Association Between Adiponectin and Tumor Necrosis Factor-Alpha Levels at Eight to Fourteen Weeks Gestation and Maternal Glucose Tolerance: The Parity, Inflammation, and Diabetes Study
Objective: Inflammation may influence gestational hyperglycemia, but to date, the data from observational studies is largely limited to results from the third trimester of pregnancy. Our objective was to evaluate first trimester adipocytokine levels. We sought to determine whether first trimester adiponectin and tumor necrosis factor-alpha (TNF)-alpha concentrations were independently associated and predictive of maternal glucose tolerance, as measured by the 1-hour glucose challenge test (GCT), after adjustment for maternal lifestyle behaviors and body mass index (BMI). Material and methods: Prospective study of pregnant women (n=211) enrolled in the Parity, Inflammation, and Diabetes Study. Nonfasting serum levels of adiponectin and TNF-r2 were measured at 8-14 weeks of pregnancy. GCT results were abstracted from electronic prenatal records. Multiple linear regression models were developed to determine the association of adiponectin and TNF-r2 levels with response to the GCT, adjusting for demographics, pregravid dietary intake and physical activity, first trimester BMI, and gestational weight gain. Results: At baseline, higher adiponectin concentrations were inversely and statistically significantly associated with maternal response to the GCT [regression coefficient (β) -0.68; 95% confidence interval (CI): -1.29, -0.06). Adjustment for lifestyle factors did not alter the association of adiponectin with the GCT (β -0.74; 95% CI: -1.43, -0.05). After adjustment for first trimester BMI, the association of adiponectin was attenuated and no longer significant (β -0.46; 95% CI: -1.15, 0.24). TNF-r2 levels were not associated with the GCT (β -0.003; 95% CI: -0.011, 0.005). Conclusions: First trimester adiponectin levels are not predictive of the 1-hour GCT response, but may be a marker for the effect of maternal BMI on glucose response to the GCT.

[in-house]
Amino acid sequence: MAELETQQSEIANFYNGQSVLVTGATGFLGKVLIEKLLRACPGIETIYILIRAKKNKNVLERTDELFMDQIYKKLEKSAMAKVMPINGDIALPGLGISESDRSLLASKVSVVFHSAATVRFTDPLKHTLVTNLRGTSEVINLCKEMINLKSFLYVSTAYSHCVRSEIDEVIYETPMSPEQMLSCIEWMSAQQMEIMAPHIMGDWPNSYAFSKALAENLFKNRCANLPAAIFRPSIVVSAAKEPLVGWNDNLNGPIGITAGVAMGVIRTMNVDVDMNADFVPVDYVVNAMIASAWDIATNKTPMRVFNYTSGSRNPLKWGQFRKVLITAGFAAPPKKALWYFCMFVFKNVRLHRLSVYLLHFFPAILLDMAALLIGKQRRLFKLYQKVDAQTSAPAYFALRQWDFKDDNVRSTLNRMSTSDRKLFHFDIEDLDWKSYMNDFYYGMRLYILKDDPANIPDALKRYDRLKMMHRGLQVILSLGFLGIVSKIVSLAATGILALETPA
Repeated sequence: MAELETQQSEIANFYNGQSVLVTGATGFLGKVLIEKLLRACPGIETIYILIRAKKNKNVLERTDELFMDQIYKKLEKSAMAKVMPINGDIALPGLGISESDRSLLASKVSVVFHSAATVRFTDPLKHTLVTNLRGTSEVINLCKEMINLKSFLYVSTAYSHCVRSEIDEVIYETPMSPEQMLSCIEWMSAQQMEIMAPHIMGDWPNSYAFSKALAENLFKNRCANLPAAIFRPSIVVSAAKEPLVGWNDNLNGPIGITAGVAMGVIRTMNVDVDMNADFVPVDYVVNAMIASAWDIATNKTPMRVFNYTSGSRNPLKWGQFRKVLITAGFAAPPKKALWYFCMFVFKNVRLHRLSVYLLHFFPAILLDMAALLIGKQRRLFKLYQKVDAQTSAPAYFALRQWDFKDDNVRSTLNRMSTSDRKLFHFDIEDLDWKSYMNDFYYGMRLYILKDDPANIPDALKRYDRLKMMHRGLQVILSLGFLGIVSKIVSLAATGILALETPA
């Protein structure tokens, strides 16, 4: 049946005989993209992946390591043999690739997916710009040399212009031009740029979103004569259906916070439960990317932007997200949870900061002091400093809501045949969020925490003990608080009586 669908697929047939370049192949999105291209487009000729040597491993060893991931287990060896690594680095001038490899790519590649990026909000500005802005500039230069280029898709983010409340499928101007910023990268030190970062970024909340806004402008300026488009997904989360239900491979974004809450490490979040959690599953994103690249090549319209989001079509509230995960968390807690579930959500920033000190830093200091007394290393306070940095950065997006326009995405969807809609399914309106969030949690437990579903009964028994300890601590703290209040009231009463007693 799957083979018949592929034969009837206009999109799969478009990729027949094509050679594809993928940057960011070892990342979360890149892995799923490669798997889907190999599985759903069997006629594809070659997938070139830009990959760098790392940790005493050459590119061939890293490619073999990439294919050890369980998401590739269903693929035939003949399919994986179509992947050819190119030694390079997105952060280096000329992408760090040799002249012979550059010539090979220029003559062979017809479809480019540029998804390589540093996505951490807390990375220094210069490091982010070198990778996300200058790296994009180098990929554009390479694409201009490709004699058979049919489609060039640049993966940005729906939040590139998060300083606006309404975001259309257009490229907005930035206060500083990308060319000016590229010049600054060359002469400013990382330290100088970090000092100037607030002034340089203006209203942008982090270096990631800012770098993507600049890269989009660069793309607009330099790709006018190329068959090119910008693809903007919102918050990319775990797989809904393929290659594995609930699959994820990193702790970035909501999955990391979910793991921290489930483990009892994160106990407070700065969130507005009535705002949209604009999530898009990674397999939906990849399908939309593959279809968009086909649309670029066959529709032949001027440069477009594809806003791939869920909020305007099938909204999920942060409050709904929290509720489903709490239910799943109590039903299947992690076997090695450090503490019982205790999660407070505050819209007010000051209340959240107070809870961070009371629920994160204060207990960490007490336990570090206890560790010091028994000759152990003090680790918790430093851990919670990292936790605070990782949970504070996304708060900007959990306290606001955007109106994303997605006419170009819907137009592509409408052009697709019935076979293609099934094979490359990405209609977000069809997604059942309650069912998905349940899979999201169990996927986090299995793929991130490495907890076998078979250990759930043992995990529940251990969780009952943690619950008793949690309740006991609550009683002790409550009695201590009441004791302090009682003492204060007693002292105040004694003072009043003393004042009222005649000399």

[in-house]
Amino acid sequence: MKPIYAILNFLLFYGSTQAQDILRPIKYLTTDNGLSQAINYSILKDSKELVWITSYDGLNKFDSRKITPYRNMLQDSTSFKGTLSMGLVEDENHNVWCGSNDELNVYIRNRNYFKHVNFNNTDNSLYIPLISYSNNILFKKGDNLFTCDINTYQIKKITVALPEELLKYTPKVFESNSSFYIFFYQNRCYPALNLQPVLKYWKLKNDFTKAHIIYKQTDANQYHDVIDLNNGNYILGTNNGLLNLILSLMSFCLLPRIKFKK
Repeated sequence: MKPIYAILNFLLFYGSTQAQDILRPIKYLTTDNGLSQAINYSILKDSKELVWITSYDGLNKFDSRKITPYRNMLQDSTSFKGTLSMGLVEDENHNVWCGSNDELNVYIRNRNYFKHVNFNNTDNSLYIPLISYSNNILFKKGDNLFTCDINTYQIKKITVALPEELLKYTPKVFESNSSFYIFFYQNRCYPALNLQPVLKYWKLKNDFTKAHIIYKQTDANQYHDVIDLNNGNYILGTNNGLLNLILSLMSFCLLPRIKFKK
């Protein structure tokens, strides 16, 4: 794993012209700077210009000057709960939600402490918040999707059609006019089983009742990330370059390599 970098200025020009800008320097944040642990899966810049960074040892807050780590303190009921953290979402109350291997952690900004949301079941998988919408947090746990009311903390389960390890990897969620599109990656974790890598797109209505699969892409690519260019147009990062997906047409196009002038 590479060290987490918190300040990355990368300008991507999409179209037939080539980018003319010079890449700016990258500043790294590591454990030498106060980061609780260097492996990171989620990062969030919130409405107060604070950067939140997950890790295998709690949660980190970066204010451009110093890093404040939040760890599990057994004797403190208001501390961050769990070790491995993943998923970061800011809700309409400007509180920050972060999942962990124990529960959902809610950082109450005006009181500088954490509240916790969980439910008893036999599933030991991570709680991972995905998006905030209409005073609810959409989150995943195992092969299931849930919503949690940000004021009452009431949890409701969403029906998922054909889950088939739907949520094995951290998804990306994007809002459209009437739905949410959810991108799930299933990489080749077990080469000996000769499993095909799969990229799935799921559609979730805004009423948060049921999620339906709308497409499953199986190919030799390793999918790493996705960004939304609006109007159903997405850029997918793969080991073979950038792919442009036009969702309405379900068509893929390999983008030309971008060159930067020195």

[Show abstract] [Hide abstract] ABSTRACT: Gestational diabetes mellitus (GDM) reflects defects in insulin secretion in response to the metabolic demands of pregnancy. While GDM is increasingly common worldwide due in large part to the obesity epidemic, its frequency is relatively low in Korean women. In this report, the prevalence and risk factors for GDM, perinatal outcomes, and postpartum course are compared in non-Korean and Korean women. While Koreans and non-Koreans with GDM share pathophysiology and complications, there may be differences in the role of obesity and thus the effectiveness of interventions targeting obesity in GDM women. Further investigations of the effectiveness of weight loss interventions and pharmacotherapy specifically among Korean women are needed. Dietary and other lifestyle data from Korean populations could inform prevention and treatment strategies in other countries which suffer from significantly higher prevalences of GDM.0Comments 7Citations
- "Hedderson et al.  have reported that women in the lowest quartile of adiponectin have a 5-fold increased risk of GDM (OR, 5.2; 95% CI, 2.6 to 10.1) compared to women in the lowest quartile. The association between lower adiponectin and higher glucose levels is also present in the first and early second trimester of pregnancy [66,67] and later in pregnancy , independent of BMI. Similarly, Korean women with histories of GDM and postpartum diabetes had higher retinol binding protein 4 (RBP4) and lower adiponectin than women with histories of GDM and normal glucose tolerance, while women with impaired glucose tolerance had intermediate levels . "